In many Philadelphia neighborhoods, conventional wisdom holds that youth can obtain a gun faster than they can get a job. Between 2007-2013, over 5,000 young Philadelphians, ages 14-24, were injured or killed by a gun. Despite this harrowing reality, police, attorneys, judges, and probation officers often do not have the resources to conduct detailed analyses on why and how youth are obtaining these weapons. Learning this information could help stakeholders better tackle gun violence in the city.
During her Emerging Leader Fellowship, Abigail Thibeault worked with Ceasefire PA to conduct research on how young people in Philadelphia gain access to guns and to analyze the pathways and patterns of these transactions. Abigail targeted the study in Philadelphia’s 22nd Police District, an area of the city with particularly high rates of violence, which enabled her to build on the work of Stoneleigh Fellow Richard Greenwald and the Youth Violence Prevention Collaborative.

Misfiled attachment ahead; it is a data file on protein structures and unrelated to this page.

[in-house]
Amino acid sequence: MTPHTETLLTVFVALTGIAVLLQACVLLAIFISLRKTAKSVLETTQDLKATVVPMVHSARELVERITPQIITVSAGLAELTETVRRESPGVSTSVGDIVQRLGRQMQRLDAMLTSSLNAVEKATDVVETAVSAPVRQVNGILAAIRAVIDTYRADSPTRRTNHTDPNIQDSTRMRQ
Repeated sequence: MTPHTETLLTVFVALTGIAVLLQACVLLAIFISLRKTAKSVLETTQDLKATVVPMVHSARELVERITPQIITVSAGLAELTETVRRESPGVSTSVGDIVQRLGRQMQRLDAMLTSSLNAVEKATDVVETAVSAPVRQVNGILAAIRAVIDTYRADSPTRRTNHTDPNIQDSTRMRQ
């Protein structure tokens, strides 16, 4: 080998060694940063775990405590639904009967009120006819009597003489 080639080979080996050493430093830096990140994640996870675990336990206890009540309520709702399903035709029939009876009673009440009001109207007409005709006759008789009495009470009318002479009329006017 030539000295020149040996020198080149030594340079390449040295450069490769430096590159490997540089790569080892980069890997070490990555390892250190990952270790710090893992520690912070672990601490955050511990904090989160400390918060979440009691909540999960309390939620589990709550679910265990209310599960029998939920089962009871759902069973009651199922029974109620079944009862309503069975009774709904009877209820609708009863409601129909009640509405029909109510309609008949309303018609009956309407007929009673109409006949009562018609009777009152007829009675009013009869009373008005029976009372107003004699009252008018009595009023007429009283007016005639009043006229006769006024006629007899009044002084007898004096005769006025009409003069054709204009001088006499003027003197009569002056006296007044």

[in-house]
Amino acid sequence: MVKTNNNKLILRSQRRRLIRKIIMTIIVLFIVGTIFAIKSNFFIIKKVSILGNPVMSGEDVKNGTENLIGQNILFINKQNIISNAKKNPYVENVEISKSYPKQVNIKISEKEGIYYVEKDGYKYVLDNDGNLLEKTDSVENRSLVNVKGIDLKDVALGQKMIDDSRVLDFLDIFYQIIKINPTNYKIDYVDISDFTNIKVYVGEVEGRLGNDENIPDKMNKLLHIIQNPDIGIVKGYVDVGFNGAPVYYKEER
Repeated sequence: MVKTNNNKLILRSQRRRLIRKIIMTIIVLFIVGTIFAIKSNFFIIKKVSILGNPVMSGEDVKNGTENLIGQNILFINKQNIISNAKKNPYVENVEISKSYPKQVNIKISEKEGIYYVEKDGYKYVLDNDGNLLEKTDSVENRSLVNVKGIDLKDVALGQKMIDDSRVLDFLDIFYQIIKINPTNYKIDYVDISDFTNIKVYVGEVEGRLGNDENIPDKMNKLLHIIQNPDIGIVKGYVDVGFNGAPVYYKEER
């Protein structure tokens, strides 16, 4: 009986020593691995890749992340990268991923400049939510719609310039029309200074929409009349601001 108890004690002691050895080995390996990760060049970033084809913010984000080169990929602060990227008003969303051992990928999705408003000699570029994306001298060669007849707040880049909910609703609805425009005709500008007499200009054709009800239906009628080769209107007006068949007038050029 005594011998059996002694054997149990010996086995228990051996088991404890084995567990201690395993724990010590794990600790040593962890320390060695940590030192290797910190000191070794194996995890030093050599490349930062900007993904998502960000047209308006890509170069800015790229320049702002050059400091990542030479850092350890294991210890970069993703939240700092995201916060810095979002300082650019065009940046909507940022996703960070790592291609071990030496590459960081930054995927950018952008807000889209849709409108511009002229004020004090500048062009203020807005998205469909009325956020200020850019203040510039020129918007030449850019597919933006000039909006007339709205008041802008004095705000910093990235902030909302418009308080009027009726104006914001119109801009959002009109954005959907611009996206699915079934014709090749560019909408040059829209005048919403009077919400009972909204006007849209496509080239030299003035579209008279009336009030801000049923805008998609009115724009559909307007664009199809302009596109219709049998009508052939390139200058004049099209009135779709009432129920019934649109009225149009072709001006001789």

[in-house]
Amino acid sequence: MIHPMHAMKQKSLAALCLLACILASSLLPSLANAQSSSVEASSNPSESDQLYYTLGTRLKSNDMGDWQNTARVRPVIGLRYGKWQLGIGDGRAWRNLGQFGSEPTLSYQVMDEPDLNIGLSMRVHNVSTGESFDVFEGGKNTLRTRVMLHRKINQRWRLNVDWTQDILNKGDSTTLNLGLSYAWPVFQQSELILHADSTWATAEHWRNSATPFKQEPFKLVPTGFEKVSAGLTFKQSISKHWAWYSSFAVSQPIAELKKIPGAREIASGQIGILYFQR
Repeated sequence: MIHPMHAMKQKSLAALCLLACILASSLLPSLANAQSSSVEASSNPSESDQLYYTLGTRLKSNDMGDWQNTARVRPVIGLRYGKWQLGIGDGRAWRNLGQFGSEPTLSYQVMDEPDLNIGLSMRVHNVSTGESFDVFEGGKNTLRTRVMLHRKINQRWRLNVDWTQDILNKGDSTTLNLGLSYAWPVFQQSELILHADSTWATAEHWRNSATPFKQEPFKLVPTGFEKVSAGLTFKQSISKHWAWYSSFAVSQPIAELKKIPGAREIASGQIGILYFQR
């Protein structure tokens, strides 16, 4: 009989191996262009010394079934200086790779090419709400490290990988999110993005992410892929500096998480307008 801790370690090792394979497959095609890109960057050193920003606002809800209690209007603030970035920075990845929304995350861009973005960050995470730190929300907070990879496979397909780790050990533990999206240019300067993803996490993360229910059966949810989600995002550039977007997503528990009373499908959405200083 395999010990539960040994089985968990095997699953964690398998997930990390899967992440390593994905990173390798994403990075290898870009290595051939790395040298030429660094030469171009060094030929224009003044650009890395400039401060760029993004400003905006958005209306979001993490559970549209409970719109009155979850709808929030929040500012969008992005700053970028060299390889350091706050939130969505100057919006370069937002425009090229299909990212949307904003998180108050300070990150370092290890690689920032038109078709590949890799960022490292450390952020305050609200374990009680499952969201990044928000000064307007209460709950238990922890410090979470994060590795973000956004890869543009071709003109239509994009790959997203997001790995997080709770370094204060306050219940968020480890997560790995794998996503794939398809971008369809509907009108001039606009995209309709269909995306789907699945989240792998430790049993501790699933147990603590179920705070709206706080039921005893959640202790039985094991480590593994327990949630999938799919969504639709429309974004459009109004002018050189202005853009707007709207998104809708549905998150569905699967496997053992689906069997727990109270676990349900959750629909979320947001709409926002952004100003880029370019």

This Emerging Leader Fellowship enabled Abigail to:
- Conduct a quantitative and qualitative research study that included (1) meeting with judges, lawyers, and members of law enforcement across the City; (2) reviewing Philadelphia Police Department and Court of Common Pleas records; (3) conducting interviews and focus groups with young people in the 22nd Police District; and (4) engaging with local community leaders and institutions (e.g. schools, Police Athletic League centers) as well as volunteering in the neighborhood.
- Develop recommendations for reducing gun violence in the 22nd Police District, including: building greater police-community trust, expanding police presence in the neighborhood, and increasing job training and placement programs for youth living in the community.